Fifty Shades risks demonising healthy bondage enthusiasts

Comment

Opinion Digest: That book... and why Andy Murray's detractors should be ashamed of themselves

LAST UPDATED AT 10:34 ON Mon 9 Jul 2012

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BONDAGE FANS DON'T HAVE A SCREW LOOSE
PAMELA STEPHENSON ON FIFTY SHADES OF GREY
Clinical psychologist Pamela Stephenson read the Fifty Shades of Grey erotic novel trilogy in a single sitting but found the sex boring and repetitive. Writing in The Guardian, she fears not only will EL James's bestseller lead women to "aspire to undesirable – and frankly unattainable – goals, such as simultaneous orgasm" but it could also cause those with a fetish for bondage to be "discriminated against – losing children, property and jobs". The male protagonist, Christian, is a "cold-hearted sexual predator" and James suggests that his interest in BDSM (bondage, domination and sado-masochism) stems from psychological sickness. In fact, as Connelly herself demonstrated in research she conducted a decade ago, BDSM practitioners are not generally mentally unhealthy – nor is there a link to their having been abused in childhood.

ALL BRITS SHOULD HAVE BACKED MURRAY
MICHAEL DEACON ON THE WIMBLEDON FINAL
We knew Andy Murray would lose to Roger Federer in the Wimbledon final yesterday, says Michael Deacon in The Daily Telegraph, but this was "as proud a defeat as defeat can get". Throughout, Murray played with doggedness, determination and skill. Hopefully, his British detractors will now be ashamed of themselves. For, going by Twitter, some Brits were backing the Swiss player - which makes you wonder "what the reaction on social media would be if the Third World War broke out tomorrow?" No doubt a sizeable minority would back the enemy. So why do some Brits not like Murray? They say he "appears insufficiently cheerful". Well, here's "a small fact" to remember: "When Murray was an eight-year-old pupil at primary school in Dunblane, 16 of his schoolfriends were shot dead by Thomas Hamilton."

NOT THE TIME TO VOTE ON EUROPE
BILL EMMOTT ON AN EU REFERENDUM
Should wed have a national referendum on our membership of the EU? Bill Emmott in The Times points out that those opposed to our membership say we need a vote because the EU is threatening our sovereignty – and because the last such poll, in 1975, was only on membership of the Common Market. But the antis are wrong on both counts. First, successive governments have already handed over pieces of our sovereignty to many other international organisations – Nato, the UN,  the WTO, the World Bank, the IMF – without a sniff of a referendum. Second, the EU is a common market – that's what the "vast bulk" of its activities and directives are about. So: "All the real issues are about degree, not kind." Which is why "it would be especially pointless to have a vote soon" when the nature of the Eurozone is in such a state of flux.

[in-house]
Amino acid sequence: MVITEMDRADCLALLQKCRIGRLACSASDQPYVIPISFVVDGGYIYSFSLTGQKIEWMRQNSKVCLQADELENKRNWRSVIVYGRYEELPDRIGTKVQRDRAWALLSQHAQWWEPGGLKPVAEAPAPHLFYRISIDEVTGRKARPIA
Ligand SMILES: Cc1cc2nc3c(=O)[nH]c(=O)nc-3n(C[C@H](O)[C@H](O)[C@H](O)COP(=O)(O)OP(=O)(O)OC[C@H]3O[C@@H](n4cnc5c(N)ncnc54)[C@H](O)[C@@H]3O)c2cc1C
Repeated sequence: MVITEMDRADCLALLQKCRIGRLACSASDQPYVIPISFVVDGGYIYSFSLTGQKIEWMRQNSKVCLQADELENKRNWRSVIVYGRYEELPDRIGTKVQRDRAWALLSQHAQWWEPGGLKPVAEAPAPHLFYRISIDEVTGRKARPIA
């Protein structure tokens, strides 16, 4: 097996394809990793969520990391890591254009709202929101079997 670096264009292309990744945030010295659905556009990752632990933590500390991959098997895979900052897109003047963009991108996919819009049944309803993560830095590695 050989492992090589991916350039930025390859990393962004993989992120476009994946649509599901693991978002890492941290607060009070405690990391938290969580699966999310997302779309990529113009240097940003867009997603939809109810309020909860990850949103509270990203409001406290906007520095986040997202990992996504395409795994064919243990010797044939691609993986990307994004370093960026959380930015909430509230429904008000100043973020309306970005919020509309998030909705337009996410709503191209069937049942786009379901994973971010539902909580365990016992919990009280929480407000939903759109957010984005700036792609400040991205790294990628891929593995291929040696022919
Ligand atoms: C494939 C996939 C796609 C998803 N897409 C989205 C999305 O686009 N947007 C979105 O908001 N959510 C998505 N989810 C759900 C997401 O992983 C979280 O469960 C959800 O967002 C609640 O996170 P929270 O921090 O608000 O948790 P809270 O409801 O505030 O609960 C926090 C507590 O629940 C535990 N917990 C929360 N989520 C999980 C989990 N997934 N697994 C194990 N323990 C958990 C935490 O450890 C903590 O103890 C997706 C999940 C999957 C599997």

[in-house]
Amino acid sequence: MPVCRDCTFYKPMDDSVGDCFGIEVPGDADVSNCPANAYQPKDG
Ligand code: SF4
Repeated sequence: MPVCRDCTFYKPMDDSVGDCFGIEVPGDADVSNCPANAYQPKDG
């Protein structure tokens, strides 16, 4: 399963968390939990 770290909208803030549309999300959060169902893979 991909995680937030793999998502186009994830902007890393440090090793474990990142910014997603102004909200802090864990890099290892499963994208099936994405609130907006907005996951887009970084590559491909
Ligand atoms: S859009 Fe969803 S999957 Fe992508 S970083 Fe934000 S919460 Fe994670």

BRITAIN STILL NEEDS RISK-TAKING BANKERS
BORIS JOHNSON ON THE BARCLAYS SCANDAL
 "It is time for British politicians say it loud and clear and in unison: we need bankers, my friends!" writes Boris Johnson in The Daily Telegraph. He claims it is time "to stop slagging off a sector that is utterly crucial to the British economy". While acknowledging the need to punish anyone involved in a criminal conspiracy to fix Libor, he writes that a strong banking sector populated by people who are willing to take risks is essential for Britain's recovery. He warns over-regulation will cause banks to become too cautious, affecting investment in other areas. He says their capital is essential to government revenues and investment in Britain's cultural landscape. Responding to a suggestion that it is embarrassing to have Barclays funding London's bicycle sharing sheme, Johnson retorts "If they give us another £50 million I will change my name to Barclays Johnson." · 

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